Here are some things to check when buying an RV. Each is important. Take the time to do these things and in doing so you will help ensure you get an RV that will work for you -- not against you!
Determine storage space. Is it adequate for your needs? Is there a place for your golf clubs or other large items?
Inspect cupboards: Are they deep enough to accommodate a standard-sized dinner plate? How are they put together – screwed, nailed, stapled? Do they feel solid or flimsy?
Sit a while in chairs and on the couch. Are they comfortable? Does the easy chair and/or couch have good head support?
Where is the built-in TV (or where would you place a portable one)? Can you see it without straining your neck?
Lie on the bed. Is it comfortable? Is it roomy enough for two? Is it long enough so your feet don’t hang out?
Sit on the toilet. Can you do so with the door closed? When you stand up, do you bang your head on a cabinet? Is there, in fact, a cabinet in the bathroom? How about a soap dish in the shower stall?
Where will you place a wastebasket? Is there an out-of-the-way space that will easily accommodate it?
Check heater vents. How many are there? Where are they? Is there one in the bathroom (incredibly, sometimes there is not). Is the heater itself powerful enough to heat the rig? And how about the air conditioner? Is it adequate?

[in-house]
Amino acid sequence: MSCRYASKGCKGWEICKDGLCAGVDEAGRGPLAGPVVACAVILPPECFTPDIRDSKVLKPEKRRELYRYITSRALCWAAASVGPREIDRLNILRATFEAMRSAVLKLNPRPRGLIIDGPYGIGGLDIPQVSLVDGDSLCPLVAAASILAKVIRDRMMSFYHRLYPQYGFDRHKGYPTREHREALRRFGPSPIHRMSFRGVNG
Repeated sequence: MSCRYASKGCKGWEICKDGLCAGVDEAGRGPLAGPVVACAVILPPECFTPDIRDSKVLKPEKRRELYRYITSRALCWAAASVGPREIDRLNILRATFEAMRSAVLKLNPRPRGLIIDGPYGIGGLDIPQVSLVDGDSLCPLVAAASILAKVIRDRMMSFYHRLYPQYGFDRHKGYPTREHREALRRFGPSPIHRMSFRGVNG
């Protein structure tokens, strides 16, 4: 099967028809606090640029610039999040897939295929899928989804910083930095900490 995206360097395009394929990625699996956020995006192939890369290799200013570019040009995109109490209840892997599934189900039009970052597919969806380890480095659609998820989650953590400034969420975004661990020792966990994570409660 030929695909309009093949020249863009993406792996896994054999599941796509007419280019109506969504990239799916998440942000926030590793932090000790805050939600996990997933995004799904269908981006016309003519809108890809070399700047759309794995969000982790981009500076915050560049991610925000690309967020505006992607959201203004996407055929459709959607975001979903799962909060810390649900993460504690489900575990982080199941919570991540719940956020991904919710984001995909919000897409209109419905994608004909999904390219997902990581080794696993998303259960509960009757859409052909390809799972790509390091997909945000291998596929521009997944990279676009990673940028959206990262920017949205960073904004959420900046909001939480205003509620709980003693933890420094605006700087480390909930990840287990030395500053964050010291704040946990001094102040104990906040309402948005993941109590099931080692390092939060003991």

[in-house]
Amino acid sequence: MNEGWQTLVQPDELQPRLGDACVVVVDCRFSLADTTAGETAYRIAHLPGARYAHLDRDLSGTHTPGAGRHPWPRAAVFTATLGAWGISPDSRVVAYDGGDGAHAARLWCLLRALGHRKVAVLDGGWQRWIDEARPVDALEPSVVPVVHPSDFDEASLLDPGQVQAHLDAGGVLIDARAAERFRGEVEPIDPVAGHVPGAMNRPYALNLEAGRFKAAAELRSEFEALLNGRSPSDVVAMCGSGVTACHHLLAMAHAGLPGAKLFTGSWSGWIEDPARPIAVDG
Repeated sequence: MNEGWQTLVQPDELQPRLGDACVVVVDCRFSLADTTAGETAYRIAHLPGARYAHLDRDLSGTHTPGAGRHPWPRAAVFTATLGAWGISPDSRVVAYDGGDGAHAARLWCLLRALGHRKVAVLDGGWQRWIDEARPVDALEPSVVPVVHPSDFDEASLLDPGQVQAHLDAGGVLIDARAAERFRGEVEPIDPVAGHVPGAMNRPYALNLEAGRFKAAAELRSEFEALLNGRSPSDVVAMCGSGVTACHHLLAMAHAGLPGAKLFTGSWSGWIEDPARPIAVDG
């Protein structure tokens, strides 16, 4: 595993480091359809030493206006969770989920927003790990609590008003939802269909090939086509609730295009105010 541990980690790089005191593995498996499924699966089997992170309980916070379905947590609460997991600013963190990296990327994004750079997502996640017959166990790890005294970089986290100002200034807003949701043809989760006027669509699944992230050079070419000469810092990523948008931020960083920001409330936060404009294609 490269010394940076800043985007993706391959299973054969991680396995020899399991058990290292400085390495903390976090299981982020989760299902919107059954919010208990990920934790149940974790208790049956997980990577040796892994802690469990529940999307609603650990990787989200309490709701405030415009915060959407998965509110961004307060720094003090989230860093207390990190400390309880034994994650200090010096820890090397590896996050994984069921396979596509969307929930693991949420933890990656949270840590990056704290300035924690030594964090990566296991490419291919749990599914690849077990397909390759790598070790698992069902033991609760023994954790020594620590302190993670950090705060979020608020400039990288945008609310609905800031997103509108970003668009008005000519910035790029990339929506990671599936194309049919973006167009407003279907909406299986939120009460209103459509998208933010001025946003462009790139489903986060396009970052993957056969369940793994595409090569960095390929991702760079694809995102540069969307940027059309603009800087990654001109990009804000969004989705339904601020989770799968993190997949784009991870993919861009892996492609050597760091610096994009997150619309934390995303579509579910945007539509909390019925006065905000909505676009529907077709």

Are there enough stove burners? And how about kitchen counter space?
Check for electrical outlets. How many are there? Do the locations make sense?
Ask about insulation. The RV may be warm and cozy the day you look at it, but what about on a 30-degree night?
Lean against inside walls. Is there any give? Is the plywood about 1/4 inch thick at best? If so, you’re dealing with a cheaply made unit.
Learn how much weight the RV can carry. Look for a notice inside the rig (often inside a wardrobe door) that tells its net carrying capacity — the maximum weight the RV can carry without overloading it. This is sometimes noted as the CCC. You will be amazed at how many RVs are so heavy for their chassis that there is little room for anything else without dangerously overloading a rig. Make sure the RV can carry you, your family and your stuff.
Check on the outside of the RV, usually right near the door, for the seal of the RVIA. If its there, you can be sure the unit was made according to standards set by the Recreation Vehicle Industry Association. If there is no such seal, do not buy the RV.